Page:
The findings of the study are in agreement with the National Community Health Strategy (2017–2022), which highlights that the provision of quality, integrated community health services that are affordable, culturally acceptable, scientifically appropriate and accessible to every household requires a revised community health system that is designed to be community led. The learnings of connecting the CHWs to the primary care system may be of particular import in this regard, and this work could provide a platform for future standardisation of elements such as training, data systems, linkages to primary care and incentives. The polyvalent, HHM programme provides a model of how the communities can be systematically organised to participate in health, contributing to the strategy’s vision and mission. For example, part of the strategy is to drive down maternal mortality ratio from 439 to 350 per 100 000 live births by promoting ANC facility visits which the HHM programme was able to achieve.

Polyvalent CHW programmes may be able to replicate the success of single focus programmes evidenced in multiple countries while reducing the overall programme cost as workflows are combined. Ultimately, a polyvalent approach such as the household-based model can expand coverage and address a wide range of health needs in a population while maintaining existing gains within disease programmes. In this study, evidence suggests that CHWs can simultaneously improve attendance and reduce default rates across a range of conditions including chronic NCDs, maternal care and HIV care. However, we did not find evidence that CHWs were able to improve nutrition or TB case finding, requiring more complex tasks, although outcomes did not worsen. This may suggest more intensive training is required, that staff with greater experience and qualification are required for these tasks, and/or that the primary care systems need additional strengthening in tandem with community interventions. Further research of polyvalent programmes is required to support their optimal configuration.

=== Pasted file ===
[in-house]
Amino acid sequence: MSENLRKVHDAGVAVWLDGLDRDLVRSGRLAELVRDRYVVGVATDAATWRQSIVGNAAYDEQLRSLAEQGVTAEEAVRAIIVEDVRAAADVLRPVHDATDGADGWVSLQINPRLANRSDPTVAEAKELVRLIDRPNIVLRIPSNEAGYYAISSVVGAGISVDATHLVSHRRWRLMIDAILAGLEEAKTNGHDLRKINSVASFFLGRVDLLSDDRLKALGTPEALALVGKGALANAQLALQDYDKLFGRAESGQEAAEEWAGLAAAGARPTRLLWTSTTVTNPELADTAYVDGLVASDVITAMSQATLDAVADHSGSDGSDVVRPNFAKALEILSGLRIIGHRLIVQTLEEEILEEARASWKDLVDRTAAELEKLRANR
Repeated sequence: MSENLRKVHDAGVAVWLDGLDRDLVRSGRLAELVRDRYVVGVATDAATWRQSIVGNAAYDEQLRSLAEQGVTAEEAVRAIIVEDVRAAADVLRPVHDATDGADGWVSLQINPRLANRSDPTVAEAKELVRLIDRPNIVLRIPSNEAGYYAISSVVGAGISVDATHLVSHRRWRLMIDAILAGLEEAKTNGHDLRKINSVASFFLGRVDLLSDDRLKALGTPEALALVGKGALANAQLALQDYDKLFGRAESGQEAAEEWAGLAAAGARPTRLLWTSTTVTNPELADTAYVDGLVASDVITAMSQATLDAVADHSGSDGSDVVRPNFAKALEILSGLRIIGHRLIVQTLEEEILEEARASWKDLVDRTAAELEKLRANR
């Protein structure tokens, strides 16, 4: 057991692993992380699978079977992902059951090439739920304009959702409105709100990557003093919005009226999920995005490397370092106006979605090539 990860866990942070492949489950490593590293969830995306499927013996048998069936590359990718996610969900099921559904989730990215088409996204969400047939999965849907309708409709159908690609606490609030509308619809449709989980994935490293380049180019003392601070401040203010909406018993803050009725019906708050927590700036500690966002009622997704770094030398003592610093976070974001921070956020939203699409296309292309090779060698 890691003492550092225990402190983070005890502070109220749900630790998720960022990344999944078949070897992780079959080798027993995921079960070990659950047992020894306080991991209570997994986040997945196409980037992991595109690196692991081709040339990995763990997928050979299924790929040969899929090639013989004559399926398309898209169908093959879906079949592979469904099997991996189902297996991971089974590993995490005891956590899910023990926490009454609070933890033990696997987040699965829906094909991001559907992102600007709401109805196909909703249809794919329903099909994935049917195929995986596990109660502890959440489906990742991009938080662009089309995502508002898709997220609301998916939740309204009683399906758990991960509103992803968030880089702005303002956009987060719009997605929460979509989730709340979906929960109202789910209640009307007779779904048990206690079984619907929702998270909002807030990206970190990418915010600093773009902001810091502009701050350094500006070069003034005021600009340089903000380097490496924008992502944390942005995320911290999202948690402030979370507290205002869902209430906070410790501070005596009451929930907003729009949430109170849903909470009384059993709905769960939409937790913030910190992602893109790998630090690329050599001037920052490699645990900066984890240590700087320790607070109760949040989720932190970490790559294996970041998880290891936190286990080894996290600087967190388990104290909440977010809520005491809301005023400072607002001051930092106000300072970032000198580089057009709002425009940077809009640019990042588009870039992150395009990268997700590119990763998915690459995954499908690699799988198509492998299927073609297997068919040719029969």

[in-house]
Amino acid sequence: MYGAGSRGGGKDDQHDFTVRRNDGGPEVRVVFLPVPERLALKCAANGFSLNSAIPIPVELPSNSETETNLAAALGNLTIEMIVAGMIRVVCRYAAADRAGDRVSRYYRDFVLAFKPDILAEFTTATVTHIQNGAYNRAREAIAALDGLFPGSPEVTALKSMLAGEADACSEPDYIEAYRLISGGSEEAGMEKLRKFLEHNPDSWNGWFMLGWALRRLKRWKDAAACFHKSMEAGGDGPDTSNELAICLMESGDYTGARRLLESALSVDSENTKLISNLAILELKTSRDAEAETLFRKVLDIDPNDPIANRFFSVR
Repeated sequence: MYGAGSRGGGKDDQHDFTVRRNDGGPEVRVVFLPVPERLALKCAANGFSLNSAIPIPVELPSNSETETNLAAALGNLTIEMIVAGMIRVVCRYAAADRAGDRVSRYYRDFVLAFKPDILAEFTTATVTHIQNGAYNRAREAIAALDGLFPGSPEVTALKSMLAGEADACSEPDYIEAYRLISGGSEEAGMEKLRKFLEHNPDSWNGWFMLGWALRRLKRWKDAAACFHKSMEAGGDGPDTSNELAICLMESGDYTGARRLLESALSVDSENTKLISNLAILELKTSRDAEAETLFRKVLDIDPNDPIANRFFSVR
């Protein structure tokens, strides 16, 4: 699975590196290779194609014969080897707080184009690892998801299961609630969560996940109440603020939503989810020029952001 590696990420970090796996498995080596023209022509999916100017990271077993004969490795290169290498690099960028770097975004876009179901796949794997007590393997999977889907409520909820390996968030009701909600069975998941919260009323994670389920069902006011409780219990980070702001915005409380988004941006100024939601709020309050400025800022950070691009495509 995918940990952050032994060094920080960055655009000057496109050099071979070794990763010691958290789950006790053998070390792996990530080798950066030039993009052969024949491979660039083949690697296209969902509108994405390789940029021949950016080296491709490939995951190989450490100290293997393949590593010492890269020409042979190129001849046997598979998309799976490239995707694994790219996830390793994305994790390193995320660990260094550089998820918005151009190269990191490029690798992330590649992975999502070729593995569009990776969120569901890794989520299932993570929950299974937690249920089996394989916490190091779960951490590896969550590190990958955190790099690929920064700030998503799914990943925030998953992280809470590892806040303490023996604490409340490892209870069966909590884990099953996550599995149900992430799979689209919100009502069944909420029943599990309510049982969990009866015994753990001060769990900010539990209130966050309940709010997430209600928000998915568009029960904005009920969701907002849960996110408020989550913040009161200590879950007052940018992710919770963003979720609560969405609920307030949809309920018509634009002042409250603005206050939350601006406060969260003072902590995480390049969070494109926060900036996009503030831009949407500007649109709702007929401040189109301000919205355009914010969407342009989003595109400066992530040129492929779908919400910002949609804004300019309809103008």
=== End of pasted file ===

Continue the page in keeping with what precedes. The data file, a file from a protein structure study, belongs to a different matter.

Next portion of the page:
Data availability statement

Data are available on reasonable request. Data collected for this study will be made available to others as aggregate and de-identified data. The study protocol is published in a peer-reviewed journal, and supplemental materials include the CHW procedures and the data forms and data flow used in the project. Data and programmatic documents will both be shared via email request to the first author, and additional analysis proposals must be discussed and approved by the first and last authors to ensure dataset is well understood.

Ethics statements

Patient consent for publication

Ethics approval

The trial received ethical approvals from the Malawian National Health Science Research Committee (#16/11/1694) in Lilongwe, Malawi; Partners Healthcare Human Research Committee (#2017P000548/PHS) in Boston, Massachusetts, USA; and the Biomedical and Scientific Research Ethics Sub-Committee (REGO-2017-2060) at the University of Warwick, Coventry, UK.

Acknowledgments

We would like to thank the Ministry of Health in Neno District, Malawi for their support of this programme and the patients in Neno District who work with us to improve health systems in Neno District. Implementation of the CHW Household Model in Neno involved the hard work of many people, and the authors are endlessly grateful to the work and dedication of Dr Ravi Gupta, Liberty Neba, Clement Trapence, Dr Alexandra Priebe, Sitalire Kapira, Bright Mailosi, Robert Kawonga, Victor Kanyema, Edwin Kambanga, Hilda Mbalati, Russel Msiska, George Mhone, Precalia Chipondeponde, Tafwirapo Chihana, Charles Malindi, Jeanel Drake, Lila Kerr, Katherine Ruffing, Paul Gondwe, Fainala Phiri, Grant Gonani, Patrick Phiri, Brazilia Mose, Sangster Gome, Ganizani Mkwate, Nelson Mwale. The team is also grateful to the extensive work from CHW Site Supervisors Anga Sawasawa, James Lipenga, John Kaiya, Christopher Kachingwe, Amos Ganisha, Elizabeth Chikapa, Alfred Thoza, Robert Jackson, Luckson Chaluchalu, Dyson Seven, Luke Cham’mudzi, Ignatius Katema, Chancy M’manjamwada,Pilirani Maluwa, who were in continuous movement launching and maintain the household model. And lastly but not least, the authors are also indebted to a numerous number of HSAs, facility in-charges, program coordinators, various health care workers and community structures that played different roles during implementation of the program. Special thanks to Wagner Foundation who helped make the publication of this paper possible. RL is supported by the NIHR ARC West Midlands.